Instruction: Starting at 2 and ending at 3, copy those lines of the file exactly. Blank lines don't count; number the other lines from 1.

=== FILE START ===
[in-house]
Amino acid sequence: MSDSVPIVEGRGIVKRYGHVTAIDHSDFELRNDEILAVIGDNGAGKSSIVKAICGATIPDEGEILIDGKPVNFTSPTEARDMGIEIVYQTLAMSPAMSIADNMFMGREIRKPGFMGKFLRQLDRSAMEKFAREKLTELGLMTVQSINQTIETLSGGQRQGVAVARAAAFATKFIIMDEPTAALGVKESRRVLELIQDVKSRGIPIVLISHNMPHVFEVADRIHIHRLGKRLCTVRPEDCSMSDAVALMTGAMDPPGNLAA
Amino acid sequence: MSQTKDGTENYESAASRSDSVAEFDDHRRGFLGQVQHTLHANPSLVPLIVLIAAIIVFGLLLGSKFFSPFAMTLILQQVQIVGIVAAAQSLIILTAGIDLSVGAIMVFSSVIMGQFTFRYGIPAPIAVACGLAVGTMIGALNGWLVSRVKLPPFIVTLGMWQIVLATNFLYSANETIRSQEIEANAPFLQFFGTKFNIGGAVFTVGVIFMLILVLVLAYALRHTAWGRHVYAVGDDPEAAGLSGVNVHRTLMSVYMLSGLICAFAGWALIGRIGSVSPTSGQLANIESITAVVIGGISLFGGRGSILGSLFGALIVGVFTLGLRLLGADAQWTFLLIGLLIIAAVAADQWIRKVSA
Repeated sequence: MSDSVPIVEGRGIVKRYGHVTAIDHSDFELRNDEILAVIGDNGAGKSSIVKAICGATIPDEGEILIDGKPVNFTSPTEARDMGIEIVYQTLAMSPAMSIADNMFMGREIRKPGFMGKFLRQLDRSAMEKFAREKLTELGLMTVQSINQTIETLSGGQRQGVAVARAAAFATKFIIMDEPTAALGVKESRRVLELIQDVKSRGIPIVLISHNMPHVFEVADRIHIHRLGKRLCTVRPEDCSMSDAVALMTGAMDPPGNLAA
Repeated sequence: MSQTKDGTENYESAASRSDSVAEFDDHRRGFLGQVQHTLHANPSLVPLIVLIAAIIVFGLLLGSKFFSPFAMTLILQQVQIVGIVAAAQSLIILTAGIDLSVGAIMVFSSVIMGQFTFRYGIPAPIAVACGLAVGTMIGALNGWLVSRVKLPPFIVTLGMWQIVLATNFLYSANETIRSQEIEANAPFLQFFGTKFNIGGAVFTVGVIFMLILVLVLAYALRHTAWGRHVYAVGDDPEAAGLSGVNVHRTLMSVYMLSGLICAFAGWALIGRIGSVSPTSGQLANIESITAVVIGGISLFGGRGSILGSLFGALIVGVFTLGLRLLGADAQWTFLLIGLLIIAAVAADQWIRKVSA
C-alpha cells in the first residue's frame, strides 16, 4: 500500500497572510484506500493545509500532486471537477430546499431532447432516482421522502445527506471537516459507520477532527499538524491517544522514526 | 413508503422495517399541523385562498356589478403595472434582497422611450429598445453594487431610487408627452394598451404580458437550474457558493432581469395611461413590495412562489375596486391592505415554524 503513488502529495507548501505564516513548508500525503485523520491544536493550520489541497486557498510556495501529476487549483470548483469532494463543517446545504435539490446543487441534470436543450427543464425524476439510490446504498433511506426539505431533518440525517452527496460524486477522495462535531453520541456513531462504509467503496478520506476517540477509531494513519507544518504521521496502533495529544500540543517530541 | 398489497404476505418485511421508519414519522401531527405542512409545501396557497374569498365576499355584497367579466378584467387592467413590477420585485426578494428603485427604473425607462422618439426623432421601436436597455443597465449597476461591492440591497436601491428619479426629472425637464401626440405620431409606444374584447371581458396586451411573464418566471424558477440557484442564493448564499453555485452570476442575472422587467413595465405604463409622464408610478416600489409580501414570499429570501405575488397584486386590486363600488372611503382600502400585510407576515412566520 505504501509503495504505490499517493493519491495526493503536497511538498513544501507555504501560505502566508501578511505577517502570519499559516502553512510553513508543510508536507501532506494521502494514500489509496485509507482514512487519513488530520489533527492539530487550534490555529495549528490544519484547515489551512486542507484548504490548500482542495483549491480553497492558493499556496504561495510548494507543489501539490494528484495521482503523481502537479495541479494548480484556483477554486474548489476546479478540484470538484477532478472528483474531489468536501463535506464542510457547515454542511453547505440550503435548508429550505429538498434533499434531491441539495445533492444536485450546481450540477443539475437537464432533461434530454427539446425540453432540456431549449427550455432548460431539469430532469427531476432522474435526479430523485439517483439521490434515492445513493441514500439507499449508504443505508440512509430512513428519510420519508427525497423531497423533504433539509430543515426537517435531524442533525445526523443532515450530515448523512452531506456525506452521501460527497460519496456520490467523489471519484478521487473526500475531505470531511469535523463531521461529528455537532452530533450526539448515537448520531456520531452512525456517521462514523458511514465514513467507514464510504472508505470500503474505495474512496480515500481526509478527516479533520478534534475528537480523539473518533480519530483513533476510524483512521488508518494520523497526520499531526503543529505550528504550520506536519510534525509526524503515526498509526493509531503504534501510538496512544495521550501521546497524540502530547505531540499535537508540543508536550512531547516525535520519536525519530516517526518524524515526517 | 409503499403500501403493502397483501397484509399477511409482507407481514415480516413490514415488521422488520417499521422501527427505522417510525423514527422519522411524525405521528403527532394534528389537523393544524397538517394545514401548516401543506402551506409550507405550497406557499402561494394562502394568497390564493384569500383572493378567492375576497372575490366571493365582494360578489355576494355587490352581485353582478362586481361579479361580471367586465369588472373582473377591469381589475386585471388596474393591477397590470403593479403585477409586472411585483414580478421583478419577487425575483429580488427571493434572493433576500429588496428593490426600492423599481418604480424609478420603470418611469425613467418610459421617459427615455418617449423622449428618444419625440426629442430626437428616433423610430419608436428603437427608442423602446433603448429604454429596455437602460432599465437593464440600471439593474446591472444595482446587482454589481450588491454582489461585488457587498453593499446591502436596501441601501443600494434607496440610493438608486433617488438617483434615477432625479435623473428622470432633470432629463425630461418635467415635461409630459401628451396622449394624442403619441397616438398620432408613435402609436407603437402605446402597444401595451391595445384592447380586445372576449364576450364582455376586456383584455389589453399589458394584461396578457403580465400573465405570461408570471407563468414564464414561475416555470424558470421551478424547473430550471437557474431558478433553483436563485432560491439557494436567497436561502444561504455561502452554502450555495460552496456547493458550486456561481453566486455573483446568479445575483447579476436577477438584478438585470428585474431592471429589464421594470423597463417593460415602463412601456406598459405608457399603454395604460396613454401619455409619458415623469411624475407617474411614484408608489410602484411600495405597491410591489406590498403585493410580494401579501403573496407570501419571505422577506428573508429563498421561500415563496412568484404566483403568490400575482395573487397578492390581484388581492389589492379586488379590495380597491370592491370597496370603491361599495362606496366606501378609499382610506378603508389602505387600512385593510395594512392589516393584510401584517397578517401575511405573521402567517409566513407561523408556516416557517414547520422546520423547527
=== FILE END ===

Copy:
Amino acid sequence: MSDSVPIVEGRGIVKRYGHVTAIDHSDFELRNDEILAVIGDNGAGKSSIVKAICGATIPDEGEILIDGKPVNFTSPTEARDMGIEIVYQTLAMSPAMSIADNMFMGREIRKPGFMGKFLRQLDRSAMEKFAREKLTELGLMTVQSINQTIETLSGGQRQGVAVARAAAFATKFIIMDEPTAALGVKESRRVLELIQDVKSRGIPIVLISHNMPHVFEVADRIHIHRLGKRLCTVRPEDCSMSDAVALMTGAMDPPGNLAA
Amino acid sequence: MSQTKDGTENYESAASRSDSVAEFDDHRRGFLGQVQHTLHANPSLVPLIVLIAAIIVFGLLLGSKFFSPFAMTLILQQVQIVGIVAAAQSLIILTAGIDLSVGAIMVFSSVIMGQFTFRYGIPAPIAVACGLAVGTMIGALNGWLVSRVKLPPFIVTLGMWQIVLATNFLYSANETIRSQEIEANAPFLQFFGTKFNIGGAVFTVGVIFMLILVLVLAYALRHTAWGRHVYAVGDDPEAAGLSGVNVHRTLMSVYMLSGLICAFAGWALIGRIGSVSPTSGQLANIESITAVVIGGISLFGGRGSILGSLFGALIVGVFTLGLRLLGADAQWTFLLIGLLIIAAVAADQWIRKVSA